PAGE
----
Open- Ended Questions
-Are used for getting more information
-They begin with who, what, when, where and why & how
Close- Ended Questions
-Are used when your require a yes or no answer
-This could begin with do you, will you, are you, can you?
As soon as your customer responds with: “Ten cases would be enough for
the event.” You move in with your final close, “Okay, here’s the order for
ten cases for you to sign. When would you like delivery?”

Trial Closing

Here are some examples of trial closing questions.
1. Do you see a need for easily portable, high-energy candy bars in your
industry?
2. Do you feel your clients have a need for high-energy candy bars?
3. Do you feel that if you offered a high-energy candy bar in a no-melt
wrapper, that athletes would buy them?
4. Do you think that adding such a high-quality product to the line of
products you already offer would improve your sales?
5. Do you see that if you had a high-quality candy bar that did not melt in

Negotiate-Clarify the Customer’s Interests

The departure point for a win/win solution is to remember that not all
of the customer’s needs have to be met. All customers have a wish list of
what they want. Wishes fall under two categories: nice to have and must
have. You need to clarify which needs are which

Obviously the customer demands the must
haves. Those are the givens, the nonnegotiable
from the customer’s perspective.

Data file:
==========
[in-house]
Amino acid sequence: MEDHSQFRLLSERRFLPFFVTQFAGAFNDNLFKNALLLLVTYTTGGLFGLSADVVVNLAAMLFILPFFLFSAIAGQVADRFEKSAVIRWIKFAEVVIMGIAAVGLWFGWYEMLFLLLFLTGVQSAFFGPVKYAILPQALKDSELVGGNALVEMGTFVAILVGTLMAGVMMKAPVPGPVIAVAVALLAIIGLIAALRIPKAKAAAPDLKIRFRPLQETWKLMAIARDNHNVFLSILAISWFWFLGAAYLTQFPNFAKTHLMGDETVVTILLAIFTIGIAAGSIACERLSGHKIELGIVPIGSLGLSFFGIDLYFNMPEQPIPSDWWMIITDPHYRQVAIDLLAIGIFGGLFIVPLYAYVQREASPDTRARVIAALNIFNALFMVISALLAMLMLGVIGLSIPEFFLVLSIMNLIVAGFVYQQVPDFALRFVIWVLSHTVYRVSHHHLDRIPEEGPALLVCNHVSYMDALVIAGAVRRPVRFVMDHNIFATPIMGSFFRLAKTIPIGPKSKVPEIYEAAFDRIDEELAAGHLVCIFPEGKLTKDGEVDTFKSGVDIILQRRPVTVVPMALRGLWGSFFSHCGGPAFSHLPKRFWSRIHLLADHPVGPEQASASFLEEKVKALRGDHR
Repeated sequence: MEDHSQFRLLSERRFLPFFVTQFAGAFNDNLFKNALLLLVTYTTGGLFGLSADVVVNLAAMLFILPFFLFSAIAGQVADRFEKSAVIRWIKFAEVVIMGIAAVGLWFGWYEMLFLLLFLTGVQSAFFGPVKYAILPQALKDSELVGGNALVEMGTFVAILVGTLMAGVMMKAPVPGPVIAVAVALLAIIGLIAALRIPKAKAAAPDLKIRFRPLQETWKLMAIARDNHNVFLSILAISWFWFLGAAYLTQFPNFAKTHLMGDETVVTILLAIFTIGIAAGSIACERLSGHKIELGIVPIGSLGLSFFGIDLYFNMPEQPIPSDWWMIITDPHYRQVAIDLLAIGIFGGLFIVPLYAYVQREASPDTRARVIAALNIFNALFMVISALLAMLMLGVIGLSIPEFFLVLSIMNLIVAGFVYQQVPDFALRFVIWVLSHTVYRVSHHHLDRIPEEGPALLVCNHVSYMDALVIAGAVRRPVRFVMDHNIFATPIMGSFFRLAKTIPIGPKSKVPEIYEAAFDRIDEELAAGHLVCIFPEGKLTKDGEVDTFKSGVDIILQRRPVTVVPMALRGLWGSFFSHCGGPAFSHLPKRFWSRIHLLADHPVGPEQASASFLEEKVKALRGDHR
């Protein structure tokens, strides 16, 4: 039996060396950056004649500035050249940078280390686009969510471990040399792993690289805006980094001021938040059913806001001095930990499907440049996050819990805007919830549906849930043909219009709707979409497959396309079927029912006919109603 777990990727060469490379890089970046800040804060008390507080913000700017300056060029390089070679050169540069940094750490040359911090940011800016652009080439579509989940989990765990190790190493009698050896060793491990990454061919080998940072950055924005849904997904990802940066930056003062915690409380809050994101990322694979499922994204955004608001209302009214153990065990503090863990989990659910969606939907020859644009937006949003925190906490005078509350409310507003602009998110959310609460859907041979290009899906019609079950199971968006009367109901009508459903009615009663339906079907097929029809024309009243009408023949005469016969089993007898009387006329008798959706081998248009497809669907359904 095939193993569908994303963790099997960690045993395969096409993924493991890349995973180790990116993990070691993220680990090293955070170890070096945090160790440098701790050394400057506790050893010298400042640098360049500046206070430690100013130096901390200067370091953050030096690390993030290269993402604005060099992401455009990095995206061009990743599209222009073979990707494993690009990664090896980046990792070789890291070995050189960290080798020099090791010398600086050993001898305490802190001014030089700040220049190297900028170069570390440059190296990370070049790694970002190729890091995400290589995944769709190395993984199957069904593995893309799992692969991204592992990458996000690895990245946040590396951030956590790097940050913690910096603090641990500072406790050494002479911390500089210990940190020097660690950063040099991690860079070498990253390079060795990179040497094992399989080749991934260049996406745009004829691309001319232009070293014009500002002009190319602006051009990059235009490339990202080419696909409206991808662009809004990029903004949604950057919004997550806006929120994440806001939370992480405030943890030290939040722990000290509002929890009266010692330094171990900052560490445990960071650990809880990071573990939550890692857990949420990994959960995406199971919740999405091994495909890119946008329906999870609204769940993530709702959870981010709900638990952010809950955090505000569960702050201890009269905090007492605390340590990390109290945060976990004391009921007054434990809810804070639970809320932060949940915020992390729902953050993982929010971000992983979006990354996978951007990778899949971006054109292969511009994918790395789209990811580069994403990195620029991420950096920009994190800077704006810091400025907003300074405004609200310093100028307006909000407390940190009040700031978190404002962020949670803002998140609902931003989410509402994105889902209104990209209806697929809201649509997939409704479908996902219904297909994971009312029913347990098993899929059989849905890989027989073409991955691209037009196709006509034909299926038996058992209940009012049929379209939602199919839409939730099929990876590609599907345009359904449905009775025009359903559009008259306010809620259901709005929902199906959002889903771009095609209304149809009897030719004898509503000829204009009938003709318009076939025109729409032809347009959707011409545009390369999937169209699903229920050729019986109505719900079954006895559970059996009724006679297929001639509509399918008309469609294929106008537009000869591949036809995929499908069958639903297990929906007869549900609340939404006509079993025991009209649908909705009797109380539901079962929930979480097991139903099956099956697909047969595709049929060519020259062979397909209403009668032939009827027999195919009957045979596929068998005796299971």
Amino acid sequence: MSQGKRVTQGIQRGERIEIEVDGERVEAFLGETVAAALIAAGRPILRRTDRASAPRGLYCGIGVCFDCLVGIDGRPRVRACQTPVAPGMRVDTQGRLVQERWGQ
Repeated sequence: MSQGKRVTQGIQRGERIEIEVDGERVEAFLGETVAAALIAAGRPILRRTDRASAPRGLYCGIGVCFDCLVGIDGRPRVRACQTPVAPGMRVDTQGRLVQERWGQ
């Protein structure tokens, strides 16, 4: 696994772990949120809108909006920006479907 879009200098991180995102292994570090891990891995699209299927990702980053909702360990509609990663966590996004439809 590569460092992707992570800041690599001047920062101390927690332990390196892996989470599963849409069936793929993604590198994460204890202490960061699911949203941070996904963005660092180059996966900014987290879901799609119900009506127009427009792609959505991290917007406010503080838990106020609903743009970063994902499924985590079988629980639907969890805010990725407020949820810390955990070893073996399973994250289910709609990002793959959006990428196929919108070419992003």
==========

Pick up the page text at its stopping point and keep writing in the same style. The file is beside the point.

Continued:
This leaves the customer’s nice to have list to
provide the give-and-take factors. These will
form the basis for any negotiating points

In the course of the discussion you may find that it will help you close the
sale if you are willing to make certain concessions. You need to think these
through in advance and keep in mind some important guidelines.

Rules for Negotiating

“What are the various Rules for Negotiating?”

Here are a few rules to keep in mind when you are negotiating

Listen, listen, listen—and then listen some more. It’s the only way you’ll
really know the customer’s nice to haves and the must haves.
2. Never give something for nothing. An item you consider a “give away”
may be important to the other party. When you give something away for
nothing you have done two things: you have diminished the value of the
give away and you have lost some of your negotiating strength.
3. Never make assumptions about what the other person wants or needs. It
is possible to go way off track by assuming that something has value to
the customer when it really doesn’t.
4. It is more important to ask questions than make statements. You know
what your own negotiating points are, but you won’t know what the
customer values unless you ask questions. Then you can put it all
together to create an effective negotiating position

Guidelines for Concessions

Concessions, once given, are difficult to take back, and you need to follow
important rules for determining what, when, and how to give them:
1. Get guidance and permission from your manager on any potential